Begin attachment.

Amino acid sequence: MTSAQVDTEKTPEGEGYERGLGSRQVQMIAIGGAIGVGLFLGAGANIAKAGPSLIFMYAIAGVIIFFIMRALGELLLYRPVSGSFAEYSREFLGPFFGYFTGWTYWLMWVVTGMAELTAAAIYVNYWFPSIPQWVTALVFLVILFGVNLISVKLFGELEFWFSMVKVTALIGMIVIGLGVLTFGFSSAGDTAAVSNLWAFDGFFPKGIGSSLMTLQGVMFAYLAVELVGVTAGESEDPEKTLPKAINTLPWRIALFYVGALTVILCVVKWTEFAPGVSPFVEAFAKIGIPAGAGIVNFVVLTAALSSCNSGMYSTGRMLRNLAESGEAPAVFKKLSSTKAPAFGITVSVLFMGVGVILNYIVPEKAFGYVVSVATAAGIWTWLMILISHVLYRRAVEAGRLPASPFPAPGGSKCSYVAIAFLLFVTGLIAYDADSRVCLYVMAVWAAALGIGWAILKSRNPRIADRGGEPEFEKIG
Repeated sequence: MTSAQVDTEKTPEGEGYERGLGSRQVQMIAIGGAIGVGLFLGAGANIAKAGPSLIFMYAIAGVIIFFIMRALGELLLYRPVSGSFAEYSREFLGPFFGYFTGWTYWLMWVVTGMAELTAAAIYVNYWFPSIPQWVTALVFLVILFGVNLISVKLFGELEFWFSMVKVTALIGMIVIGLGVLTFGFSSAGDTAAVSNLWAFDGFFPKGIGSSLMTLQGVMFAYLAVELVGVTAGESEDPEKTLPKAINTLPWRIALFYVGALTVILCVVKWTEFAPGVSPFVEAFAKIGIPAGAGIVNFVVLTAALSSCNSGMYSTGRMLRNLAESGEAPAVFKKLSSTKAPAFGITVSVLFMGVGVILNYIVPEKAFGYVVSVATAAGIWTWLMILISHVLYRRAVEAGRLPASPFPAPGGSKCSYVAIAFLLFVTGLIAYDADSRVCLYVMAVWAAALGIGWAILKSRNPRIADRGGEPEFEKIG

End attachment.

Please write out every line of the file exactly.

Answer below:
Amino acid sequence: MTSAQVDTEKTPEGEGYERGLGSRQVQMIAIGGAIGVGLFLGAGANIAKAGPSLIFMYAIAGVIIFFIMRALGELLLYRPVSGSFAEYSREFLGPFFGYFTGWTYWLMWVVTGMAELTAAAIYVNYWFPSIPQWVTALVFLVILFGVNLISVKLFGELEFWFSMVKVTALIGMIVIGLGVLTFGFSSAGDTAAVSNLWAFDGFFPKGIGSSLMTLQGVMFAYLAVELVGVTAGESEDPEKTLPKAINTLPWRIALFYVGALTVILCVVKWTEFAPGVSPFVEAFAKIGIPAGAGIVNFVVLTAALSSCNSGMYSTGRMLRNLAESGEAPAVFKKLSSTKAPAFGITVSVLFMGVGVILNYIVPEKAFGYVVSVATAAGIWTWLMILISHVLYRRAVEAGRLPASPFPAPGGSKCSYVAIAFLLFVTGLIAYDADSRVCLYVMAVWAAALGIGWAILKSRNPRIADRGGEPEFEKIG
Repeated sequence: MTSAQVDTEKTPEGEGYERGLGSRQVQMIAIGGAIGVGLFLGAGANIAKAGPSLIFMYAIAGVIIFFIMRALGELLLYRPVSGSFAEYSREFLGPFFGYFTGWTYWLMWVVTGMAELTAAAIYVNYWFPSIPQWVTALVFLVILFGVNLISVKLFGELEFWFSMVKVTALIGMIVIGLGVLTFGFSSAGDTAAVSNLWAFDGFFPKGIGSSLMTLQGVMFAYLAVELVGVTAGESEDPEKTLPKAINTLPWRIALFYVGALTVILCVVKWTEFAPGVSPFVEAFAKIGIPAGAGIVNFVVLTAALSSCNSGMYSTGRMLRNLAESGEAPAVFKKLSSTKAPAFGITVSVLFMGVGVILNYIVPEKAFGYVVSVATAAGIWTWLMILISHVLYRRAVEAGRLPASPFPAPGGSKCSYVAIAFLLFVTGLIAYDADSRVCLYVMAVWAAALGIGWAILKSRNPRIADRGGEPEFEKIG